Secrecy will still be a useful tool. But we are entering an age when it is simply foolish to count on any secret lasting forever. Also it encourages sloppy habits. But above all, it should not be used as a convenient way to evade accountability.

* THE PROFESSIONALISM ACT will protect the apolitical independence of our intelligence agencies, the scientific and technical staff in executive departments, and the United States Officer Corps. All shall be given safe ways to report attempts at political coercion or undue political meddling in their ability to give unbiased advice.

Further features: appointments to military academies and other special institutions shall be made in ways that avoid dogmatic bias and emphasize excellence. Whistle-blower protections will be strengthened within the US government. Which leads us to...

* THE HENCHMAN’S ACT - It has a provocative name, but the aim is simple. A permanent office will be created, outside the intelligence community, that will confidentially and securely advise any person, in America or around the world, who may be thinking about revealing information about bad activities, including those that are illegal or harmful to the people, or that impair the effective operation of fair markets. According to each individual’s needs, the information may be steered toward intelligence or law-enforcement services, or toward open source networks, or even toward mass media.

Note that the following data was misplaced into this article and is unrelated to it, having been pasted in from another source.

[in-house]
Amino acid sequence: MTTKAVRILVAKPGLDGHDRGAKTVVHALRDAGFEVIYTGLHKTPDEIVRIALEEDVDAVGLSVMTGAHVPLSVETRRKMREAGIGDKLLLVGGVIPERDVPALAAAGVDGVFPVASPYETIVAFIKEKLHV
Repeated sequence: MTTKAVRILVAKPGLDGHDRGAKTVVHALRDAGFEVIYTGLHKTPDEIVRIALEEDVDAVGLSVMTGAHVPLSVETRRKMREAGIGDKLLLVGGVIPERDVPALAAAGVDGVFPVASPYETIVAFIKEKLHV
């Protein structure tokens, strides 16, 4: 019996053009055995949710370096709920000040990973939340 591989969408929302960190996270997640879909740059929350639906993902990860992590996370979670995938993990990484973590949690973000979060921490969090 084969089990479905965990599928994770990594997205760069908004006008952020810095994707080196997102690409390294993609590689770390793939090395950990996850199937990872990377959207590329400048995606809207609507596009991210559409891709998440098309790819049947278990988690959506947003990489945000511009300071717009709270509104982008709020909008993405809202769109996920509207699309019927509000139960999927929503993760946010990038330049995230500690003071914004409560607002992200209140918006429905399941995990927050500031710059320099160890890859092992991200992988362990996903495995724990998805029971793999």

Moreover, a system of graduated rewards and prizes will be set up, that encourage emergence of new sources of information about threats to peace or law or public well-being. These rewards will range from financial to public recognition... or else assistance in creating new identities, so that henchmen can turn into whistle blowers in an atmosphere of safety.

A neutral advisory board will ensure that there are no systematic biases in the execution of this program, so that incentives apply to whistle-blowers at all ends of the “political spectrum.”

* THE POLITICAL REFORM ACT: Part One will ensure that the nation's elections take place in a manner that citizens can trust and verify. Political interference in elections will be a federal crime. Strong auditing procedures and transparency will be augmented by a requirement that all voting machines and associated software belong to the People and shall be subjected to relentless open source testing. States will be encouraged to try a variety of incentives to encourage greater (and more secure) voter registration and participation in elections.